Enviromail 27 - Canada Total Organofluorine (TOF) Assay Provides Estimates of Maximum Total PFAS Levels

Testing for Total Organofluorines (TOF) has recently generated substantial interest as a simple way to account for the total mass of Per- and Polyfluoroalkyl Substances (PFAS) in environmental or commercial product samples. PFAS represents a group of thousands of man-made organofluorine compounds (e.g. PFOS & PFOA) which have been shown to be globally distributed, environmentally persistent, and bioaccumulative.

02 MAR 2021 ALS Global

Testing for Total Organofluorines (TOF) has recently generated substantial interest as a simple way to account for the total mass of Per- and Polyfluoroalkyl Substances (PFAS) in environmental or commercial product samples. PFAS represents a group of thousands of man-made organofluorine compounds (e.g. PFOS & PFOA) which have been shown to be globally distributed, environmentally persistent, and bioaccumulative.

Background and Value of TOF

Due to their unique water and oil resistant properties and thermal stability, PFAS have been used in a wide range of commercial applications including food packaging, cleaners, floor polishes, photographic film, cosmetics, insecticides, Teflon® production, and in surface treatments of paper, clothing, carpets, and other products. Large-scale environmental releases have been associated with their use in firefighting foams (AFFFs, aqueous film-forming foams), where fluorinated surfactants are key ingredients that provide low surface tension, enabling film formation on top of fuels, to starve fires of oxygen.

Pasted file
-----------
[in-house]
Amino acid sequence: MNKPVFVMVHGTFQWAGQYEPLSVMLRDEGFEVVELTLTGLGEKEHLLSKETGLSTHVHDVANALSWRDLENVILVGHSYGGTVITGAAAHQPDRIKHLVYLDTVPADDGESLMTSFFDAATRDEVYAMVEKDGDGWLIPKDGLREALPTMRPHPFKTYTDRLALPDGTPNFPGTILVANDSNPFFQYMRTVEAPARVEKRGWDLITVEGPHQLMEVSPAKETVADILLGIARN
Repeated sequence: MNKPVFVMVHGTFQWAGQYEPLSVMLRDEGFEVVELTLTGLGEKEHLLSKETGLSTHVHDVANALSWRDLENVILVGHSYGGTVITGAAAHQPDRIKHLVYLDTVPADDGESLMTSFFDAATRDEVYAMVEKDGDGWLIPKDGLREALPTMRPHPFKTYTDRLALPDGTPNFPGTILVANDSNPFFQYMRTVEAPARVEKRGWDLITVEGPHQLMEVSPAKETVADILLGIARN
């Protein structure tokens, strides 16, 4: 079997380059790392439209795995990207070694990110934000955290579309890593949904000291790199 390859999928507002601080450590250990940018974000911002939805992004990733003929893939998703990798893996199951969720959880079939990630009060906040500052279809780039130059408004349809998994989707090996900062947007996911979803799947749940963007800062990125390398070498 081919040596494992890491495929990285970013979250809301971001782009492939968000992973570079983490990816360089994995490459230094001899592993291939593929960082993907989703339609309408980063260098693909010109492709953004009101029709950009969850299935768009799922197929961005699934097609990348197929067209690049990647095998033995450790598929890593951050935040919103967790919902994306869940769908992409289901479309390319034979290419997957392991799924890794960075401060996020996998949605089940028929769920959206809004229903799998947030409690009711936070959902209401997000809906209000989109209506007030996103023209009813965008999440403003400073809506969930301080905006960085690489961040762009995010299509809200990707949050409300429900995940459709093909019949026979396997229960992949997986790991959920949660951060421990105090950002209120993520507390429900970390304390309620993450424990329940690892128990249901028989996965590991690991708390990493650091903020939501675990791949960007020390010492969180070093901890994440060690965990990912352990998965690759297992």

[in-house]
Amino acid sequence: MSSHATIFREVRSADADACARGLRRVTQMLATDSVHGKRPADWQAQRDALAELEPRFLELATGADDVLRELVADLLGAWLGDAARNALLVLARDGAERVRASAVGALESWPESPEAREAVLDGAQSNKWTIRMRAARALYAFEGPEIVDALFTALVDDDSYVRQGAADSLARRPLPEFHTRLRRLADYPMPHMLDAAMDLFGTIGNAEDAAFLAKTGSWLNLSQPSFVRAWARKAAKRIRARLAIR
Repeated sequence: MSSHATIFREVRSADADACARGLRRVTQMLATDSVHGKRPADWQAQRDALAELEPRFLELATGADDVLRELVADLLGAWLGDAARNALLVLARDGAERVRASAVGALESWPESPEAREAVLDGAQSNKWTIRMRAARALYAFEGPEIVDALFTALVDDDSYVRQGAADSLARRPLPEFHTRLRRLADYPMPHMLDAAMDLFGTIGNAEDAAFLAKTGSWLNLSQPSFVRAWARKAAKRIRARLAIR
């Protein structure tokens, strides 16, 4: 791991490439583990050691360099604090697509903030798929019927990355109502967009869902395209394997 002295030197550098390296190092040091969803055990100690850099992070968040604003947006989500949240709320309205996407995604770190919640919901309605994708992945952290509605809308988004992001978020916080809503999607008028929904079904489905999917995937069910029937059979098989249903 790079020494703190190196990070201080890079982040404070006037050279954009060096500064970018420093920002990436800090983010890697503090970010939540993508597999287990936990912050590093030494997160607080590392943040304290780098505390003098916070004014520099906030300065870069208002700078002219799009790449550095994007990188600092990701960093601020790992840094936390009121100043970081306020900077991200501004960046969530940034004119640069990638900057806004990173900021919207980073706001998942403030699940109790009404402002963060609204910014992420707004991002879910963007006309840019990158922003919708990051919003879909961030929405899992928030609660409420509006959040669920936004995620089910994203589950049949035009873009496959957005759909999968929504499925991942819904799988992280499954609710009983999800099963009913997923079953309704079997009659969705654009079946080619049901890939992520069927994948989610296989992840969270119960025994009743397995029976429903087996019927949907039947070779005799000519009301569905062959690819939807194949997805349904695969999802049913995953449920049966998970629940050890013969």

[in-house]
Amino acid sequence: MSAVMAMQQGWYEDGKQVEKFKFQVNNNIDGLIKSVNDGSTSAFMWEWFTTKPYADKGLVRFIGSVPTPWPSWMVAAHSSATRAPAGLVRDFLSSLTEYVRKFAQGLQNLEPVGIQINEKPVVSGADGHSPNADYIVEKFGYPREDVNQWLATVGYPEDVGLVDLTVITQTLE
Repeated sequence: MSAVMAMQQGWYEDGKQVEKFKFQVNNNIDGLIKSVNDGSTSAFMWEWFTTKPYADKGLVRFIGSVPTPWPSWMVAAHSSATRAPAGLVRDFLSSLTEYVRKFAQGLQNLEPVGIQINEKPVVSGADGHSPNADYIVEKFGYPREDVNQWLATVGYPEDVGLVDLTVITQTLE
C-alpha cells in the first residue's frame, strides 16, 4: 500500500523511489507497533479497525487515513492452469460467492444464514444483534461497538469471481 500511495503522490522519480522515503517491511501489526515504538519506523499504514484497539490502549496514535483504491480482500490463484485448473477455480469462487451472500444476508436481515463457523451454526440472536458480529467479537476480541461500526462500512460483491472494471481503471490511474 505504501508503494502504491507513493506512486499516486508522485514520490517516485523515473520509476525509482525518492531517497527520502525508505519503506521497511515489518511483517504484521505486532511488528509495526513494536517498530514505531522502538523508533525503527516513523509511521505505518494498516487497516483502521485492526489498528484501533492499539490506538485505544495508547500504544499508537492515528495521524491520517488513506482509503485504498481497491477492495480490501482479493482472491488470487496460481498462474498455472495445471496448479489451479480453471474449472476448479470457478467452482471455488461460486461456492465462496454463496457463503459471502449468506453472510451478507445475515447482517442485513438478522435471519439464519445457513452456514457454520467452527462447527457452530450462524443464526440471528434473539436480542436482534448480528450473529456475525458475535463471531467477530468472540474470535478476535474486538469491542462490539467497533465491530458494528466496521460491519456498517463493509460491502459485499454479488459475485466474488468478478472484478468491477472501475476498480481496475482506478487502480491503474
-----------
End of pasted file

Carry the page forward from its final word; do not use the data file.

Conventional PFAS analysis by LC/MS/MS typically quantifies a relatively small set of key analytes (~30  compounds) and therefore may greatly underestimate the total extent of PFAS presence in the environment. Leading international PFAS environmental management programs (such as Australia’s National Environmental Monitoring Program) stress the importance of incorporating qualitative tests into environmental assessments to consider the likely total mass and distribution of all PFAS present, using techniques such as the Total Oxidisable Precursor (TOP) and TOF assays, to provide multiple lines of evidence for informed risk assessments.

The US EPA also recognizes both TOP and TOF assays as important “emerging techniques” for non-targeted “Total PFAS” analysis.  ALS offers both the TOP assay (refer to Enviromails #2 and #7 – see links below), and now also the TOF assay, to provide comprehensive options for PFAS accounting of environmental and commercial product samples.

 

TOF Versus TOP Assays for PFAS

The TOP assay is particularly useful to predict the formation potential for PFAS parameters with specific regulatory importance.   However, a key limitation of the TOP test is that it relies on the analytical scope provided by conventional LC/MS/MS analysis and therefore fails to account for oxidation products with carbon chain lengths <C4 and >C14, and other non-targeted PFAS. The oxidation process also forms perfluoroalkyl carboxylic acid products from fluorotelomer “precursors” with chain lengths shorter than the parent fluorotelomer; the fluorinated portions of the carbon chains lost during this process are therefore also excluded.